Last night. Around four in the morning, by laptop clock. Tucked into my little outpost in the hills. Tarp; sleeping bag with pad; the usual, but I was awake. I heard a burst of flute muzak. Coming from the road, it sounded like, but I was never all that good at tracing the origin of sound. Then a helicopter flew over—bulked up by some kind of attachment, looked like. Green lights on the underside. For some reason I thought of the woman, "Shana," and what she'd say. Probably, "Shut up, I'm trying to sleep."

In my twenties I had a dream, about a village. The village was surrounded by wilderness. Every year, the village sacrificed a child. Wasn't a blood sacrifice, per se, but more on the level of energy: the energy of youth. They did this to ward off entropy. If it weren't for this drawn-out transfusion, the village would be reclaimed by Nature. Dissolved by Chaos, Pan, whatever you want to call It.

I have a much earlier memory. Something I wrote off as probably a dream, but now I'm less certain. I was a toddler. We lived near the levee in East Alton, with Olin Corporation on the other side of the river. My dad and I were on the levee. Some big, serious vehicles—construction and forestry equipment—came suddenly, and half-circled us. They menaced us and chased us back down the levee. My dad picked me up and ran. I filed the incident away. Cold storage—the shadow ledger. Just a bad dream. Had to be, right?

Later in childhood (after moving to Missouri), I had a few of what are commonly called "paranormal" encounters. I saw something on TV that shouldn't have been on TV, and on every channel, no less. Another instance: one morning, the sun was a lot bigger and redder than it should've been. A red giant sun before I even knew what that was. Ten-year-old me was baffled—to say the least. (Fortunately the swapped-in sun wasn't permanent.)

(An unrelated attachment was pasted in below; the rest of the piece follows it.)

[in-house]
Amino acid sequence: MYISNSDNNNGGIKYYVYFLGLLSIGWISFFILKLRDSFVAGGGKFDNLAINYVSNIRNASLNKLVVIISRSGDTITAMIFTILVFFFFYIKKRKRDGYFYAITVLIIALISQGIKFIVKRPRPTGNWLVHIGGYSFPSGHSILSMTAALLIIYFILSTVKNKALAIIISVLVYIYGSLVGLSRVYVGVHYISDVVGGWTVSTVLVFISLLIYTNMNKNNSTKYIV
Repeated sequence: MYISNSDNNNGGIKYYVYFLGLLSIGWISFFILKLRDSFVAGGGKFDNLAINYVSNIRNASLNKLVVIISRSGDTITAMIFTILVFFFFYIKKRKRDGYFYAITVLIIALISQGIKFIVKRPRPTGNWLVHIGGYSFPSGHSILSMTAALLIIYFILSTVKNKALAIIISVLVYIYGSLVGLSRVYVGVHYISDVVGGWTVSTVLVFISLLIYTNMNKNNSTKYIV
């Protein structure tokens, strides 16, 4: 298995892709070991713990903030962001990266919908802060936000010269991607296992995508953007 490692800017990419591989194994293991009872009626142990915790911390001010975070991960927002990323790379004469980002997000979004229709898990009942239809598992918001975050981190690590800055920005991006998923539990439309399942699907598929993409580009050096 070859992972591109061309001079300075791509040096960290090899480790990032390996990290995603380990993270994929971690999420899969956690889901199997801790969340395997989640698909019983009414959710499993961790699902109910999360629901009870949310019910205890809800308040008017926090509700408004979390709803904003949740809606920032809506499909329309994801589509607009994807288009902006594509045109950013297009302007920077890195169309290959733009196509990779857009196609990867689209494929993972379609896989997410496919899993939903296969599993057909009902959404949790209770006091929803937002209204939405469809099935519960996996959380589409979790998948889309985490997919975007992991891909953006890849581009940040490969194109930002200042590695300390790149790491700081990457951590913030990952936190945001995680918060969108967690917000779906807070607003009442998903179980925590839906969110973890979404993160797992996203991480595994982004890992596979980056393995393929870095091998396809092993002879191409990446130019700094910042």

Final instance: one afternoon, in the summer of 2001, I was mowing the field (a chore I hated, like any other). I felt something, a kiss of air. I paused mowing and looked up. There was a black, boxy craft hovering above me at treetop level. Larger than a modern drone, but perhaps not big enough for passengers. Orange lights on the bottom. It stayed there for several seconds, then accelerated roughly east. It closely followed the contours of the hills.

Again, I simply filed it away, all of it. Tagged it as more funny than scary. "Remember that time—?" You don't, because you weren't there. That's why I'm telling you now. Take it or leave it. Look: most of us don't want to overdose on reality. I sure as hell don't recommend it. Spent a long time trying not to understand. Not wanting to know. Who does, in their heart of hearts? Just have a chuckle, and move on. Get a life, if you still can.

Thirty-three years old, now, and I'm still the slow kid. What else is new? My family ragged me for being bad with fractions, or some stupid thing. Dragged me for scoring only 29 on the ACT. Now I'm here. Three decades of pain and searching, for everything and nothing. It's funny. You circle around the truth, and find out it was circling you all along. The ol' Nietzschean paradox. What then? Bargain, beg, bow down. Either that, or you haven't a fuck left to give.